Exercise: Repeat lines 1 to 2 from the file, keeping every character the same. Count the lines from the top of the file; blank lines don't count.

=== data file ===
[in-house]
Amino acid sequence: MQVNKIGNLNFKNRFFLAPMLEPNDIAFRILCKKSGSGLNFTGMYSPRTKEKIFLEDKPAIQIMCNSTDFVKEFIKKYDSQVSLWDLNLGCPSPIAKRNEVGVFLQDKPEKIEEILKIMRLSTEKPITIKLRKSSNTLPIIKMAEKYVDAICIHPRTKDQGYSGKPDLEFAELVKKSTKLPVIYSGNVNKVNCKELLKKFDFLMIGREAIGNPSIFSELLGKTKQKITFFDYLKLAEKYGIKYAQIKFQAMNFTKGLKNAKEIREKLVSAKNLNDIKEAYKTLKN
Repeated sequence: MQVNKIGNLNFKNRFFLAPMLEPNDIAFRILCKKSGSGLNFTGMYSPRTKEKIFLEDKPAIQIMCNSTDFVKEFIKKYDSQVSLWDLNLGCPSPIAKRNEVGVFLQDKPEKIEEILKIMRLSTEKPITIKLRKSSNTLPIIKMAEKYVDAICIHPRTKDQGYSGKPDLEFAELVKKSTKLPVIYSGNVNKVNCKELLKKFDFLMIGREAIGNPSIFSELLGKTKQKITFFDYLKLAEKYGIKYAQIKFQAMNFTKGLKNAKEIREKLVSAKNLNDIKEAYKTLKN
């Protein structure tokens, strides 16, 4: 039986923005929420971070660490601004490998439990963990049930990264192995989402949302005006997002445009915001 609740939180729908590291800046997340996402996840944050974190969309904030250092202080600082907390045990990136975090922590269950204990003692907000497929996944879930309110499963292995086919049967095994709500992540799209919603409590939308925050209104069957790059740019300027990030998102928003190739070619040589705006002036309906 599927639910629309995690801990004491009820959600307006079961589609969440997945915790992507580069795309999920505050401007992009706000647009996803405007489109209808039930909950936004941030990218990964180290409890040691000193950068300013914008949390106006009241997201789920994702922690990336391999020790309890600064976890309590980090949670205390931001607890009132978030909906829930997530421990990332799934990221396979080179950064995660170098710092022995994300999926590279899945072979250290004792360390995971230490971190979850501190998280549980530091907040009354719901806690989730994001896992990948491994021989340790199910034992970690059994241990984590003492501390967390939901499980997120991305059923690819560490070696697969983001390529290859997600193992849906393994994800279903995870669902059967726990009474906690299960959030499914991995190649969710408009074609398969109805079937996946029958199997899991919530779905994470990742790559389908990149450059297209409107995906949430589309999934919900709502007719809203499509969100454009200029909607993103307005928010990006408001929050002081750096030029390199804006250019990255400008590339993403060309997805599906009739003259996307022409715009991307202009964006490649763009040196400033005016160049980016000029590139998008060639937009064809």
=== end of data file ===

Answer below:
[in-house]
Amino acid sequence: MQVNKIGNLNFKNRFFLAPMLEPNDIAFRILCKKSGSGLNFTGMYSPRTKEKIFLEDKPAIQIMCNSTDFVKEFIKKYDSQVSLWDLNLGCPSPIAKRNEVGVFLQDKPEKIEEILKIMRLSTEKPITIKLRKSSNTLPIIKMAEKYVDAICIHPRTKDQGYSGKPDLEFAELVKKSTKLPVIYSGNVNKVNCKELLKKFDFLMIGREAIGNPSIFSELLGKTKQKITFFDYLKLAEKYGIKYAQIKFQAMNFTKGLKNAKEIREKLVSAKNLNDIKEAYKTLKN